“And we know that for those who love God all things work together for good,for those who are called according to his purpose.” Romans 8:28
Over the years, there have been numerous occasions where people have come up to me after I was finished speaking to share with me a tragedy in their life. Many of these stories were heartbreaking and difficult to hear. If you hear a lot of hard stories, it is tempting to not really listen to the person. Instead of serving them well, you give them some trite Christian clichés to apply to their pain, but in the end you offer them no hope.
One time I was visiting with a friend who is a pastor and a biblical counselor. He said to me, “Remember, nothing is wasted.” That has always stuck with me.
The reality is that God wastes nothing. While God does not do evil, he uses all things to bring glory to himself, to draw people to Jesus, and to bring deeper purpose and meaning to the Christian’s life. As I continue to reflect on this truth, I have realized that Paul’s statement in Romans 8:28 is not only true, but also life-giving. God really is able to use all things for good, for those called according to his purpose.
God Can Use the Horrific
This has been true in my life as well as in the lives of those around me. Even the most tragic, horrible, and sinful things have been used to open doors with the lost, to connect with those who are hurting, and to point people to Jesus.
For instance, I was in a car crash when I was 17 that resulted in the death of a friend. It was through that tragedy that I was led to the truth of Jesus Christ. God has used that horrific time as a way for people to be connected with Jesus through the sharing of God’s story through mine. I also know of people who have taken the abuse they’ve endured, and allowed Jesus to use it to help them connect with abuse victims and to point them to Jesus.
Paul writes that God uses all things to work together for good. He can and will use your past, your horrific sin, and whatever else you believe is beyond the grace of Jesus. Living in the guilt of our past inhibits us from living in the freedom and purpose of our future together in Christ.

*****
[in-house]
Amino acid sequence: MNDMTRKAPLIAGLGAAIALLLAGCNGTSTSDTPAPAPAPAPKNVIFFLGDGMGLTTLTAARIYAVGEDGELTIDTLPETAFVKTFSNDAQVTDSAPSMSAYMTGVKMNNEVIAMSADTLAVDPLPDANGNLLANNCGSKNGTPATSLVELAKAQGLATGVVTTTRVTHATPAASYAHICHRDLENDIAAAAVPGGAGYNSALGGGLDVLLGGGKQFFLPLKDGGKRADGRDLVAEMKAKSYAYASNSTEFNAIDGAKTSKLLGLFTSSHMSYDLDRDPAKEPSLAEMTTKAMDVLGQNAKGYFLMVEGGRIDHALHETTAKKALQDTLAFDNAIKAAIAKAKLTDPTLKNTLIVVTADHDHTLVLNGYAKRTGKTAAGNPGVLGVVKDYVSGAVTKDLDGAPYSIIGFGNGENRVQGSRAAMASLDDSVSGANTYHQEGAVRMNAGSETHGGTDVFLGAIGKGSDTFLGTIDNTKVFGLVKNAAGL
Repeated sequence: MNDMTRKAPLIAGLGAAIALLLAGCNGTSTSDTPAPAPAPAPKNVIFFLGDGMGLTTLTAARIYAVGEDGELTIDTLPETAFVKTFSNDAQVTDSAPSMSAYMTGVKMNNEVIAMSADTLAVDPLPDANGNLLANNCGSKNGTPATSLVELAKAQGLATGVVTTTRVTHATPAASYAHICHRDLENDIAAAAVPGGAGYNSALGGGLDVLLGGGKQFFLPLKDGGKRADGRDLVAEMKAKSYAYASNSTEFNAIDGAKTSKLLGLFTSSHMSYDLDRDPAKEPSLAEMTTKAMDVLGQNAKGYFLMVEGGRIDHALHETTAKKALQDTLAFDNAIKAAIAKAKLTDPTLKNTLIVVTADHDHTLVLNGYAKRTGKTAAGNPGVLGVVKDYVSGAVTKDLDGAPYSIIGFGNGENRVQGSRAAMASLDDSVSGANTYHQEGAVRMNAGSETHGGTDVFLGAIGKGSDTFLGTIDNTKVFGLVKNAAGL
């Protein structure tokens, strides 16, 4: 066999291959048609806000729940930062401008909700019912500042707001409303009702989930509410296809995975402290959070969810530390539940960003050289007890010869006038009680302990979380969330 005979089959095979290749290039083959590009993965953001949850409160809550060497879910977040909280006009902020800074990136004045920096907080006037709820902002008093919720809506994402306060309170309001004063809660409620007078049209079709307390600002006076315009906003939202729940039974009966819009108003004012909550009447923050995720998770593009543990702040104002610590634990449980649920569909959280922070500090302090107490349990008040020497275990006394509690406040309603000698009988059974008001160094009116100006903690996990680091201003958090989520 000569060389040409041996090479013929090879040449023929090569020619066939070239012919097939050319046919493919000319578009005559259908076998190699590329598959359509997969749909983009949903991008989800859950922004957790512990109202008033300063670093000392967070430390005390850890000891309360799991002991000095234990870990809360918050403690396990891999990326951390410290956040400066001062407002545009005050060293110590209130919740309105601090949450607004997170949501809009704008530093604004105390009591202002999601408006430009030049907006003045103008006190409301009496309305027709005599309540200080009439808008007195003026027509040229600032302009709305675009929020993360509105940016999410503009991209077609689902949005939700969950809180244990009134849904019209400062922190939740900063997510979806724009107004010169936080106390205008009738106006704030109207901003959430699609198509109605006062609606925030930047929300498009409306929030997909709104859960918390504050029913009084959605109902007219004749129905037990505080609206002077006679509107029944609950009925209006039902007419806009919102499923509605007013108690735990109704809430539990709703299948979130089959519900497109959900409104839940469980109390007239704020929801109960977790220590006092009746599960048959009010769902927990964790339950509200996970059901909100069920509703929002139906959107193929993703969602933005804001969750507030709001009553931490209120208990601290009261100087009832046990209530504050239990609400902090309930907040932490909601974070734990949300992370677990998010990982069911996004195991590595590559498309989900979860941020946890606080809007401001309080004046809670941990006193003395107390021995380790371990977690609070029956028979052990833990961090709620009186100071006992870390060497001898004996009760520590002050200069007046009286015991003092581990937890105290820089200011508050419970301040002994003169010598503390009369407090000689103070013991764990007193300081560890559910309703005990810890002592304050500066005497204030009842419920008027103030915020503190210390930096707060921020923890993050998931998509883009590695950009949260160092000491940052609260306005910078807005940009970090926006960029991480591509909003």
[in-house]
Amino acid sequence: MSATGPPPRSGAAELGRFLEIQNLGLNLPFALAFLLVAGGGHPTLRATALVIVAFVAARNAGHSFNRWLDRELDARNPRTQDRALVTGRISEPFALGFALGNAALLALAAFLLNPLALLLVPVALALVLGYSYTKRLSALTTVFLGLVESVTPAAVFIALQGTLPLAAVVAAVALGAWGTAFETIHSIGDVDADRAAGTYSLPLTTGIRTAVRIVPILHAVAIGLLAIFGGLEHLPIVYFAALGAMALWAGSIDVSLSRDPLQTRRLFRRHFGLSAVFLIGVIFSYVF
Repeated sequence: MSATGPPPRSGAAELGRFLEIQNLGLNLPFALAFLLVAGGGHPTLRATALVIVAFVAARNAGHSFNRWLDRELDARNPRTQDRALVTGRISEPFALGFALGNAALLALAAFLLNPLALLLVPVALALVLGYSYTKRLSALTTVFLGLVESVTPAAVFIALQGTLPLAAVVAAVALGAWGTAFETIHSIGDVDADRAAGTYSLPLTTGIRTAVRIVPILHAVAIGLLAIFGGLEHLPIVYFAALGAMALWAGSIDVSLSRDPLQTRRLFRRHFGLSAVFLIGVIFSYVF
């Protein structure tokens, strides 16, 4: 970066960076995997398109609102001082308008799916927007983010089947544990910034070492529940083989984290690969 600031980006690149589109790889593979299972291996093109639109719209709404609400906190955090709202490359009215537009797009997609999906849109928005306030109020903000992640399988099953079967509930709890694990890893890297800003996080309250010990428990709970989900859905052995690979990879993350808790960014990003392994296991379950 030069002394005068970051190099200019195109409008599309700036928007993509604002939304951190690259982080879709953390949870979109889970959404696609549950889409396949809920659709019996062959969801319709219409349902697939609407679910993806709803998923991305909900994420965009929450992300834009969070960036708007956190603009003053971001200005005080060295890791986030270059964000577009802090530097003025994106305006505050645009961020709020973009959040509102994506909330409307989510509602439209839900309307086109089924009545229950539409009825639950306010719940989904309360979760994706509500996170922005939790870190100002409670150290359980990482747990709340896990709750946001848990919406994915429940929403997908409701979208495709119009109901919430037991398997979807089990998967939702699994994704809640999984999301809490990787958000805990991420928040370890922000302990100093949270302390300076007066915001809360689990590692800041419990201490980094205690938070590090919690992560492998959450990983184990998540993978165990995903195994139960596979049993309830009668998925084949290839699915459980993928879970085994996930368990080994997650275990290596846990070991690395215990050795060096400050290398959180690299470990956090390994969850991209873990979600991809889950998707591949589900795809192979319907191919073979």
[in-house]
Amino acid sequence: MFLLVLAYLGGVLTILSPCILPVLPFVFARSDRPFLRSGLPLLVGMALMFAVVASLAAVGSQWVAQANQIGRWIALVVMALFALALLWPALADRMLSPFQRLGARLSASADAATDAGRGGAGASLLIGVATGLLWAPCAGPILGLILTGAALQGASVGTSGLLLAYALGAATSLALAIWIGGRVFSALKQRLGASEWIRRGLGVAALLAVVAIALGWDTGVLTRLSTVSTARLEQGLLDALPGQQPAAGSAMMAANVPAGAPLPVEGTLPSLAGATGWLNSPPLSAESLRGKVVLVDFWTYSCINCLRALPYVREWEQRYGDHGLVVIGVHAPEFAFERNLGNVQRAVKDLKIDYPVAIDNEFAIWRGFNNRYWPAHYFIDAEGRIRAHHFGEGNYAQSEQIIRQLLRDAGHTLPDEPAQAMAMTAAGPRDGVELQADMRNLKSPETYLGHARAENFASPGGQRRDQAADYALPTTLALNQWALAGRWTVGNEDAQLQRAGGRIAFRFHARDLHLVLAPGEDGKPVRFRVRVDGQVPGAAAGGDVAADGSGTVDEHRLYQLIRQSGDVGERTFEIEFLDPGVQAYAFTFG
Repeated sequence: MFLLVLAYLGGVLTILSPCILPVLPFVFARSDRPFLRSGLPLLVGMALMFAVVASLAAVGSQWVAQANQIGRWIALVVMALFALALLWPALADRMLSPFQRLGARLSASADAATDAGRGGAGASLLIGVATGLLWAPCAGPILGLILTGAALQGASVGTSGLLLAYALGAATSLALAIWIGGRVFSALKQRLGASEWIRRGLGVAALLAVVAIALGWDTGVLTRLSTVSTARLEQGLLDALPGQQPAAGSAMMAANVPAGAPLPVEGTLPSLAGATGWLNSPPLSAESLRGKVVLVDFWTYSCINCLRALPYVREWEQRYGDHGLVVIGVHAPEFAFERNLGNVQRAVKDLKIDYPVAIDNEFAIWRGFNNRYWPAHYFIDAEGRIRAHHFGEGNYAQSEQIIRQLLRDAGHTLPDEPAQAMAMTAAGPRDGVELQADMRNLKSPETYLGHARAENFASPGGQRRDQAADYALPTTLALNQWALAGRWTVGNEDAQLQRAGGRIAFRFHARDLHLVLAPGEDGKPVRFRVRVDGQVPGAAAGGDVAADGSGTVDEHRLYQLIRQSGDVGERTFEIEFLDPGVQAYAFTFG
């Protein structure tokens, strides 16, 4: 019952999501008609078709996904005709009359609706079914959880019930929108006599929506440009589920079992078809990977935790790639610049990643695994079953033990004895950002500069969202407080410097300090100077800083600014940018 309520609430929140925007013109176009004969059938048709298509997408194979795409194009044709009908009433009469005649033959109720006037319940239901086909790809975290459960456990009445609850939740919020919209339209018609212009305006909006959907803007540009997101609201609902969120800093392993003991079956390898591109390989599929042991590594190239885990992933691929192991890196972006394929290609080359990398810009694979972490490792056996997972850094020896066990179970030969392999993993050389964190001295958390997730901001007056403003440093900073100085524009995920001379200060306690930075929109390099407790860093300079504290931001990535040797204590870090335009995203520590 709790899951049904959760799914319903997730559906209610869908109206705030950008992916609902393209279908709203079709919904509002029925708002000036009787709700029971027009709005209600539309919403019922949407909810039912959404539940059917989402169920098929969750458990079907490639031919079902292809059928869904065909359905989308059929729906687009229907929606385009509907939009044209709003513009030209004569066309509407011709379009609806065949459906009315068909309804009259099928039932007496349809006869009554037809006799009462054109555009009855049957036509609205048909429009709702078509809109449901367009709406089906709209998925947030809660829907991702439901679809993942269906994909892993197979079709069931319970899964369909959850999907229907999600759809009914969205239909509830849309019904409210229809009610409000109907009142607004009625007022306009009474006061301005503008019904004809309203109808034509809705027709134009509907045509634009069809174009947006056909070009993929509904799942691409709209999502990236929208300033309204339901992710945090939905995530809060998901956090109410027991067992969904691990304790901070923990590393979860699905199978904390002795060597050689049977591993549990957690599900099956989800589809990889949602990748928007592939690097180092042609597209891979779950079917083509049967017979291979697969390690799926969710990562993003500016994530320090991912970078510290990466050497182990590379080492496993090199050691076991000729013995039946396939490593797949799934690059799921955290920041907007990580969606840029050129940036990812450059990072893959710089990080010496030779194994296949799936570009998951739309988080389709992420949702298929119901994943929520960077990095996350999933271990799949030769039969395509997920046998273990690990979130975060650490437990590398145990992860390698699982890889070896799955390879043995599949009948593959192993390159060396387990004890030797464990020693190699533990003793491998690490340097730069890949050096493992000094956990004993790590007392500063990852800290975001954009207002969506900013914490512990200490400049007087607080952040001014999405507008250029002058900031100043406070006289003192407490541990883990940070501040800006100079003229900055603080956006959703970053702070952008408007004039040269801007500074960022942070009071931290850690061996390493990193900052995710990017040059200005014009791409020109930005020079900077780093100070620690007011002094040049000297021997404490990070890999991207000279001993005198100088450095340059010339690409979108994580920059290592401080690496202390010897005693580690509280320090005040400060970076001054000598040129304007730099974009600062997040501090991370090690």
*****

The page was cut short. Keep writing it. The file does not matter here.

In Ephesians 2:10, Paul writes, “For we are his workmanship, created in Christ Jesus for good works, which God prepared beforehand, that we should walk in them.” Therefore, we are able to receive the transforming grace of Jesus, learn from our past, and trust that not only does he use all things for good, but we are now his workmanship, commissioned for good works that he has set beforehand.
5 Things to Remember
Here are a few helpful things to remember moving forward.
1. Acknowledge Jesus
Jesus is the only hope you have to experience redemption. This holds true for all aspects of your healing and ministry, not just salvation.
2. Your Story Is His Story in You
When you share your story, the focus should be how Jesus has rescued you. Your experiences are the illustrations that point back to him.
3. Don’t Glorify Your Former Sin
Glorify the one who forgave it. It is tempting when you are trying to establish rapport to make light of your sin, or to make it sound glorious. This temptation should be avoided. The purpose in sharing your story should be connecting with people, and then pointing them to Jesus, not connecting them to you and leaving them there.
4. You May Need Help Getting to the Good
There are situations and circumstances that are difficult to find healing and redemption in on your own. You may be helped through your community of faith, a biblical counselor, or a combination of both. There is no shame in needing some help.
5. You Are Not Alone
It is very likely that you are not the only one to have experienced what you have in your past. There are others who have been through something similar and your experience with Christ might be what God uses to draw that person to himself.
This is not a call to forget your past. It is an opportunity to allow Jesus to redeem it and use it for his glory and for your enjoyment. Your life can and should be used as an illustration for those who will believe (1 Tim. 1:15–16). This can be a very slow and hard road, but wherever you are on this journey just know, nothing is wasted.